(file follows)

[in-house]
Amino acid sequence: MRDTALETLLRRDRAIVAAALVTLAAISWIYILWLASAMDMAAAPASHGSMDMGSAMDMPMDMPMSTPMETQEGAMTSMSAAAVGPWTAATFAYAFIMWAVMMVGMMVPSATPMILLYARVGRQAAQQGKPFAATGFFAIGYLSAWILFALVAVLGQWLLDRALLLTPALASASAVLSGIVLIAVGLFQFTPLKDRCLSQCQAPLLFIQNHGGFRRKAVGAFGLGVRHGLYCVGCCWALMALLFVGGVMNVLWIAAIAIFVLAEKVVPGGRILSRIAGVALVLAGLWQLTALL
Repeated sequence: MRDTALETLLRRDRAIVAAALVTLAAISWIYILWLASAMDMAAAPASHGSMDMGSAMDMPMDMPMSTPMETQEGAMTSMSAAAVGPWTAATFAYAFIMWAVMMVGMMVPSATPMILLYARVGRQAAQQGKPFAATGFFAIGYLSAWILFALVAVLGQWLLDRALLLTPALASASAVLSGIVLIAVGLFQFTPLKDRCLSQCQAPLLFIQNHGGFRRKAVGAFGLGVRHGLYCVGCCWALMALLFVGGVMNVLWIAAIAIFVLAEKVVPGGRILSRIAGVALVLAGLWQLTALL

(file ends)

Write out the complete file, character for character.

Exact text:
[in-house]
Amino acid sequence: MRDTALETLLRRDRAIVAAALVTLAAISWIYILWLASAMDMAAAPASHGSMDMGSAMDMPMDMPMSTPMETQEGAMTSMSAAAVGPWTAATFAYAFIMWAVMMVGMMVPSATPMILLYARVGRQAAQQGKPFAATGFFAIGYLSAWILFALVAVLGQWLLDRALLLTPALASASAVLSGIVLIAVGLFQFTPLKDRCLSQCQAPLLFIQNHGGFRRKAVGAFGLGVRHGLYCVGCCWALMALLFVGGVMNVLWIAAIAIFVLAEKVVPGGRILSRIAGVALVLAGLWQLTALL
Repeated sequence: MRDTALETLLRRDRAIVAAALVTLAAISWIYILWLASAMDMAAAPASHGSMDMGSAMDMPMDMPMSTPMETQEGAMTSMSAAAVGPWTAATFAYAFIMWAVMMVGMMVPSATPMILLYARVGRQAAQQGKPFAATGFFAIGYLSAWILFALVAVLGQWLLDRALLLTPALASASAVLSGIVLIAVGLFQFTPLKDRCLSQCQAPLLFIQNHGGFRRKAVGAFGLGVRHGLYCVGCCWALMALLFVGGVMNVLWIAAIAIFVLAEKVVPGGRILSRIAGVALVLAGLWQLTALL